5 Produce Skins You Didn’t Know You Could Eat

5 Produce Skins You Didn’t Know You Could Eat
Presented by Spartan Training®

Every time you peel a fruit or vegetable and throw away the skin, you’re tossing aside some of Mother Nature’s best medicine. But how can you eat the skin of something like a banana? We'll explain.

“Assuming that nature is smarter than us, and our bodies are designed to live off what grows naturally, it makes sense to eat the edible skin of many plants, like apples, lemons, carrots, and even beets,” says Michelle Pfennighaus, the nutrition coach behind Find Your Balance.

But what about the peels we overlook because they’re tough or textured? Yep, eat those too. If the outer skin is prickly, Pfennighaus suggests scraping along the inside to get the goodness. Still too difficult to digest? There’s always boiling, steaming, and stir-frying, she says.

So, put away your peeler and stop sending skins to the scrap heap. It’s time to put the “whole” in “whole food.” Here’s where to start.

How Can You Eat The Skin?


Like its good friend, the carrot, mango skin is flush with beta-carotene. Mangos also have more polyphenols and omega-3, omega-6, and polyunsaturated fatty acids in their peel than their flesh.

In fact, researchers in Queensland, Australia, found that that the skin of this succulent fruit contains properties similar to resveratrol, which burns body fat. In other words, mangos can be one of your go-to fitness foods.

How can you eat the skin? Consume it raw or blend with other green vegetables in a superfood smoothie.

Onions & Garlic

Most people shuck the papery skin of these vegetables, along with the outer layers, roots, and stalks. However, a study in the journal Plant Foods for Human Nutrition found that these parts contain gobs of dietary fiber and flavonoids.

How can you eat the skin? Save the scraps in a reusable container and stir them into stocks for an added healthy kick.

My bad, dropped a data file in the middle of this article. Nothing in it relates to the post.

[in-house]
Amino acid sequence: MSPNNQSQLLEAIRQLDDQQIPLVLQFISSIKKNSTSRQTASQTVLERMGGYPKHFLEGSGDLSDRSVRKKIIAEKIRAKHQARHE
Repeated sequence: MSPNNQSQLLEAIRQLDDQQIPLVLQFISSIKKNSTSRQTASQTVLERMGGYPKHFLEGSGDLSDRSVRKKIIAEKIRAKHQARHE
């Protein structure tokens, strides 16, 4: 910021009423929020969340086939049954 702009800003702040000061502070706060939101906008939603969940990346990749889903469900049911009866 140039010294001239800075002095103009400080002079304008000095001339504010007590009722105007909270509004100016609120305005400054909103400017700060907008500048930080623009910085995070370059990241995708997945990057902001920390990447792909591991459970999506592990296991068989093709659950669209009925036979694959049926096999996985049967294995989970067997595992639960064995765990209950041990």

Banana peels are packed with vitamins and minerals, including magnesium, which is ideal for relieving muscle aches and easing anxiety, says Pfennighaus.

“Magnesium deficiency can also contribute to light or easily disturbed sleep,” she says. “If you find yourself waking multiple times throughout the night, a cup of banana tea is the perfect solution.”

How can you eat the skin? Boil ¼ to ½ banana including the peel in one cup of water for approximately 10 minutes. Drink, go to bed, and let the sleep times roll.

Related: 7 Major Health Benefits of Eating a Plant-Based Diet


Fine, stop eating when you get to the rind, but then set it aside. The skin is a natural source of citrulline, an amino acid with antioxidant properties. Purdue University research has shown it can help boost heart health and reduce weight gain.

How can you eat the skin? Stir-fried or pickled, rinds can be added to gazpachos and chutneys or chopped into pieces and juiced.

Corn Silk

Gnawing on corn husk provides little nutritional value. But think twice before shaking off the stringy layer between husk and cob. Corn silk, as it’s known, is rich in vitamin K and potassium, say food scientists.

In fact, it’s already used to ease a wide range of health issues from urinary tract infections and kidney stones to high blood pressure and cholesterol. A 2009 study in the journal Nutrition and Metabolism found that corn silk tea helps manage diabetes because it promotes insulin generation.

How can you eat the skin? Boil the silk for 3 to 5 minutes with water and lemon juice to make a tea. Let it steep, then drink.

Looking for more nutrition ? Download great smoothie recipes in our Spartan Smoothie Guide